Truck Driver Charged in Human Smuggling Case in Which 10 People Died
Last Updated: 25 July 2017 (0:17AM)
A truck driver suspected in a smuggling operation that left 10 people dead has been charged in Texas with illegally transporting immigrants, according to a court document released Monday.
The 60-year-old man, identified as James Bradley Jr. from Florida, could face life in prison or the death penalty for the charges, said authorities.
Bradley was arrested in San Antonio on Sunday after police recovered eight bodies in the back of his broiling tractor trailer in a Walmart parking lot. Two more victims later died and the others were hospitalized, many in critical condition, after suffering from heatstroke and exhaustion. Authorities say they fear the death toll could rise.
According to the criminal complaint filed against Bradley, he told federal investigators that he was driving the truck from Schaller, Iowa to Brownsville, Texas and was not aware that anyone was inside until he stopped in San Antonio.
Bradley described opening the doors "and was surprised when he was run over by 'Spanish' people and knocked to the ground," according to the court document. Investigators say Bradley called his wife, but not the emergency 911 number, even though he knew that there were fatalities. The complaint said Bradley's wife did not answer the phone when he called her.
Witness accounts indicate that at least 100 smuggled immigrants were in the back of the truck at some point during the journey.
"All were victims of ruthless human smugglers indifferent to the well-being of their fragile cargo," Richard Durbin, Jr., U.S. attorney for the Western District of Texas, said in a statement. "These people were helpless in the hands of their transporters. Imagine their suffering, trapped in a stifling trailer."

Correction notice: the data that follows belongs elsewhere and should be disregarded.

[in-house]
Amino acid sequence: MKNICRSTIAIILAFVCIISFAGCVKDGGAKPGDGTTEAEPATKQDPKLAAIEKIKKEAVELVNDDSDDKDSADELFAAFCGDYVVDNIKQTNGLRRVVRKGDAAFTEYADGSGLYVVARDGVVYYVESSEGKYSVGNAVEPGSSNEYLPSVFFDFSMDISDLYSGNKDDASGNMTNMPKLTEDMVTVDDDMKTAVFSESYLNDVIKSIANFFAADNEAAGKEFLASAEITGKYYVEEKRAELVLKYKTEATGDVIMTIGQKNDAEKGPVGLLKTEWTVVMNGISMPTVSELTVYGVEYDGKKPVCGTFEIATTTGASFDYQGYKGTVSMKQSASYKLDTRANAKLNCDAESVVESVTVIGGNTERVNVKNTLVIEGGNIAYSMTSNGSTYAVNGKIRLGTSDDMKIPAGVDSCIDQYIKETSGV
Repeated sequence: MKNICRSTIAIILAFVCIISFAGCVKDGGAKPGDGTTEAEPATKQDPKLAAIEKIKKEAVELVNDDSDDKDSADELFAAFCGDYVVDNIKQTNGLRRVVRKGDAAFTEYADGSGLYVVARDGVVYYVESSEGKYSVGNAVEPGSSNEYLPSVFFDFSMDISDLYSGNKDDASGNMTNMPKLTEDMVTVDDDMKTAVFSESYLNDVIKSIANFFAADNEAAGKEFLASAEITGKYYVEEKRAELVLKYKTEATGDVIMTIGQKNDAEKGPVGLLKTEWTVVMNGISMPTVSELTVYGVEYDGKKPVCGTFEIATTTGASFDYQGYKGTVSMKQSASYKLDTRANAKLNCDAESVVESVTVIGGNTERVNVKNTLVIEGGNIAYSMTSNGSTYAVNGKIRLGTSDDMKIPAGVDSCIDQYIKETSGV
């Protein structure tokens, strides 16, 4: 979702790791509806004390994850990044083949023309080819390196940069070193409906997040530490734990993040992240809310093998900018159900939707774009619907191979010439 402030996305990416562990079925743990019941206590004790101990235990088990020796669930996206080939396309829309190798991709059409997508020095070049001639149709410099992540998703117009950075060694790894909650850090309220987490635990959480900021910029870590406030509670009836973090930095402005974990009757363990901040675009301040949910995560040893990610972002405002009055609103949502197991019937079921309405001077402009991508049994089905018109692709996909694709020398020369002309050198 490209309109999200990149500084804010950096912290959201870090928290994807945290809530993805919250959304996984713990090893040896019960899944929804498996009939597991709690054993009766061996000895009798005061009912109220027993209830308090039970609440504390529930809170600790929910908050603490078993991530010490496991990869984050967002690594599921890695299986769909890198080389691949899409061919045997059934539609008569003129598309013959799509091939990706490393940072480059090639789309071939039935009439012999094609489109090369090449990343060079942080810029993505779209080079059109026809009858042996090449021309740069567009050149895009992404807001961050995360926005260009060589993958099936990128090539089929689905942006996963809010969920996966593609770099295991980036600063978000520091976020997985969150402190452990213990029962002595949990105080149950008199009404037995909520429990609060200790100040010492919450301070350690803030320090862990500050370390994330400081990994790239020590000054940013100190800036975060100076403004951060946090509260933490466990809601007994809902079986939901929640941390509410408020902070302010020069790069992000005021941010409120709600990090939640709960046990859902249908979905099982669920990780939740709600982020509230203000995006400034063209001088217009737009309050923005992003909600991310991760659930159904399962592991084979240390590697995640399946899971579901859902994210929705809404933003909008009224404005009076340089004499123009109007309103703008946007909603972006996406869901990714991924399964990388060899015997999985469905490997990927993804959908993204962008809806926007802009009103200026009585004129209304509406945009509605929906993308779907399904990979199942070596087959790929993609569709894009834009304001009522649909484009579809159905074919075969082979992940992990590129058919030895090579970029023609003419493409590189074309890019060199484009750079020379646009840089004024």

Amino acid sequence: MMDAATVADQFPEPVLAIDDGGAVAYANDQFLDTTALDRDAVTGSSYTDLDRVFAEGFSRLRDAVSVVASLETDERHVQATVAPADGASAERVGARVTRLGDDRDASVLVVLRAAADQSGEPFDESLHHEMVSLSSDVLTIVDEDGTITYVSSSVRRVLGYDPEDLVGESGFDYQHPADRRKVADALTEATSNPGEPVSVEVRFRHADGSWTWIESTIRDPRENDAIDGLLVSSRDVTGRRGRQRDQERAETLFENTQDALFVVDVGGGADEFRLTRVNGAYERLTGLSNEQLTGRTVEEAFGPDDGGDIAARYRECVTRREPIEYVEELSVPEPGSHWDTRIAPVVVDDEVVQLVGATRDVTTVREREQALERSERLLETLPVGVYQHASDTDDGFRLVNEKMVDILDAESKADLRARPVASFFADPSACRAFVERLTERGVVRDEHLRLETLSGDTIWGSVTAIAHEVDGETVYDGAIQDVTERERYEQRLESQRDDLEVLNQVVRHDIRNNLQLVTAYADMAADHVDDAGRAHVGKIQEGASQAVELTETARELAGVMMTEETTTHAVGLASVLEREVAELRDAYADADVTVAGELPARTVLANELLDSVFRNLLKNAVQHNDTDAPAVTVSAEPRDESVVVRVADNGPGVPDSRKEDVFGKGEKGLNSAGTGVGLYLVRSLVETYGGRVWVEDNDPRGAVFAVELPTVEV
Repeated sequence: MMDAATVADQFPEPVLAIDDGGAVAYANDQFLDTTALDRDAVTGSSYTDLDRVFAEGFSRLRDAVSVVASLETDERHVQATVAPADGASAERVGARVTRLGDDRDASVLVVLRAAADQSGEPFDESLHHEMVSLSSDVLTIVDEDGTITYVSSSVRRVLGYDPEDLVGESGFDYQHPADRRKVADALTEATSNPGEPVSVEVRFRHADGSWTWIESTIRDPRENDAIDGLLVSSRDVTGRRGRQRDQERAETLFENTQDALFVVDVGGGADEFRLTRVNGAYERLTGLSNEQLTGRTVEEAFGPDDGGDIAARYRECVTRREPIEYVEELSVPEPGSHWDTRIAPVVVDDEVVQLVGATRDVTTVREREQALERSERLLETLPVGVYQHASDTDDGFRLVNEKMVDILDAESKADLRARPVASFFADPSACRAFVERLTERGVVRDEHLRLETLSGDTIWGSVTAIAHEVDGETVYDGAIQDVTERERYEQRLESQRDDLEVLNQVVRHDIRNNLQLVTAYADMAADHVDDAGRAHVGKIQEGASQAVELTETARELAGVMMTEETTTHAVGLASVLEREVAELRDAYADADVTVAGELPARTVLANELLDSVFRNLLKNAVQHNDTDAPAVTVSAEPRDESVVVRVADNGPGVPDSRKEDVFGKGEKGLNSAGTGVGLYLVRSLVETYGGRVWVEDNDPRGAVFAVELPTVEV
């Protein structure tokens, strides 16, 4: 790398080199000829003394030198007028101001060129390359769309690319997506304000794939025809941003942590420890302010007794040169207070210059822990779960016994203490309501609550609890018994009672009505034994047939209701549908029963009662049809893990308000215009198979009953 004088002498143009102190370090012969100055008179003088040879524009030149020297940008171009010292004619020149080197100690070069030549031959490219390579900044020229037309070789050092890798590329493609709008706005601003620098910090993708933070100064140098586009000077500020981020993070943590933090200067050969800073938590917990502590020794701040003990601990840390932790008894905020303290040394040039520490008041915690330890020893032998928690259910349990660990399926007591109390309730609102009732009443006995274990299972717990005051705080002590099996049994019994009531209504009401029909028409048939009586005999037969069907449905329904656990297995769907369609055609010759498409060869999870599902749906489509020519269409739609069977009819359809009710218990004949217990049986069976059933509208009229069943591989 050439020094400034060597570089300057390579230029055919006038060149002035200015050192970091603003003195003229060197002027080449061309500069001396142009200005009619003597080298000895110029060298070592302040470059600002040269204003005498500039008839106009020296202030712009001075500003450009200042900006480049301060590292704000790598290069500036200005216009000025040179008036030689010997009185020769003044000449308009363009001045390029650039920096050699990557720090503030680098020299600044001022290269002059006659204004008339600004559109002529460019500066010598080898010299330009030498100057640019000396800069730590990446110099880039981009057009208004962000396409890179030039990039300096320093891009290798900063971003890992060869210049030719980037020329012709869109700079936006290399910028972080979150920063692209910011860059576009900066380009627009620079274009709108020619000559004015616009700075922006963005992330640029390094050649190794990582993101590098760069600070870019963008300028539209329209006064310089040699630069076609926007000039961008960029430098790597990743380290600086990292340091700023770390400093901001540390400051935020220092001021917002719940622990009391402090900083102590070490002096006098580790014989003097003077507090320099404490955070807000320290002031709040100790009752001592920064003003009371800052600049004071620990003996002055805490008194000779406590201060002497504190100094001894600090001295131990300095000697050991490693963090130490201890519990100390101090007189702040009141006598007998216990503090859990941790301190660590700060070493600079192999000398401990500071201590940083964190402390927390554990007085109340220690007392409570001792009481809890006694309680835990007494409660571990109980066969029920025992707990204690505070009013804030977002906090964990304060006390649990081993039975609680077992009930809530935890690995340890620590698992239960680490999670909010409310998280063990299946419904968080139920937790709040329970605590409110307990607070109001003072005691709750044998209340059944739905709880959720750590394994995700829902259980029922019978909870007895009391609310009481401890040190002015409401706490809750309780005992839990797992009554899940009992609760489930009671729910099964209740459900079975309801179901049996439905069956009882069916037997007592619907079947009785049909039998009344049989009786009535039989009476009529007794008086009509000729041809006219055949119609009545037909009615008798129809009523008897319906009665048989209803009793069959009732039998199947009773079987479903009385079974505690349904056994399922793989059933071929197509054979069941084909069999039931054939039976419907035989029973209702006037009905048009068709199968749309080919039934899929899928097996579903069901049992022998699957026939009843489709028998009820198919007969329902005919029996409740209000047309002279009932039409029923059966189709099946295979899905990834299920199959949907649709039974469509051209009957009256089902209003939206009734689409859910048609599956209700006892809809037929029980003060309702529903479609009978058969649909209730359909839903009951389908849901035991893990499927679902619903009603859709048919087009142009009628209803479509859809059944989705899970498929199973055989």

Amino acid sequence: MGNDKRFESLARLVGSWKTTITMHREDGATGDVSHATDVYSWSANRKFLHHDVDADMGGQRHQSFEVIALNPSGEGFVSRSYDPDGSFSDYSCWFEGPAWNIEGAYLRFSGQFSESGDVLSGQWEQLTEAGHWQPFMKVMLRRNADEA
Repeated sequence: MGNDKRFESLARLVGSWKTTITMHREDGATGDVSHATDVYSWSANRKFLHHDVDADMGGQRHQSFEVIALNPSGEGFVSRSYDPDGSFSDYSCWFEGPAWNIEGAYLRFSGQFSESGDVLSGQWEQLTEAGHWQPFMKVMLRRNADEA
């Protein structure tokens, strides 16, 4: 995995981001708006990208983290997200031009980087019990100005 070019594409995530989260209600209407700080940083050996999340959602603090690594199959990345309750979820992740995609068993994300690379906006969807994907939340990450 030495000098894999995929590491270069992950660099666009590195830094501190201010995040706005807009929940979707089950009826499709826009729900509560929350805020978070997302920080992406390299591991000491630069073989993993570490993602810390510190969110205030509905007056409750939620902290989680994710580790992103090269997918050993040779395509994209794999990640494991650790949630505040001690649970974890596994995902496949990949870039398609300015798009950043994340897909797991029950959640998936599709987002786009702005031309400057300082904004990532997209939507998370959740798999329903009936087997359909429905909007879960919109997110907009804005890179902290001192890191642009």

U.S. Immigration and Customs Enforcement Acting Director Thomas Homan said in a statement, "By any standard, the horrific crime uncovered last night ranks as a stark reminder of why human smuggling networks must be pursued, caught and punished."
He also said that ICE's Homeland Security Investigations division "works year-round to identify, dismantle, and disrupt the transnational criminal networks that smuggle people into and throughout the United States."
Surveillance footage recorded vehicles pulling up to the truck Saturday night, taking a few people at a time from the trailer, then closing the truck and driving away.
The truck's human cargo was discovered after someone from the trailer asked a Walmart employee for water. That request led to a police check, and the discovery of the human cargo, including two school-aged children, along with those who died - all adult men.
Mexico's foreign ministry said Monday that preliminary information indicated that 25 Mexicans were among those in the trailer, including four who died and 21 others who were hospitalized. The statement also said the Mexican consulate in San Antonio will continue working with local and state authorities to help identify the nationality of all the victims.
An earlier statement from the Mexican government said it has called on authorities to conduct an exhaustive investigation.
“It doesn’t happen every day but it does happen every few years," Nestor Rodriguez , a sociology professor at the University of Texas-Austin, told VOA. "It’s almost a common problem," he said, adding that financial and security concerns often lead people from Mexico and Central American countries to pursue risky journeys to the United States, sometimes leading to such tragedies.
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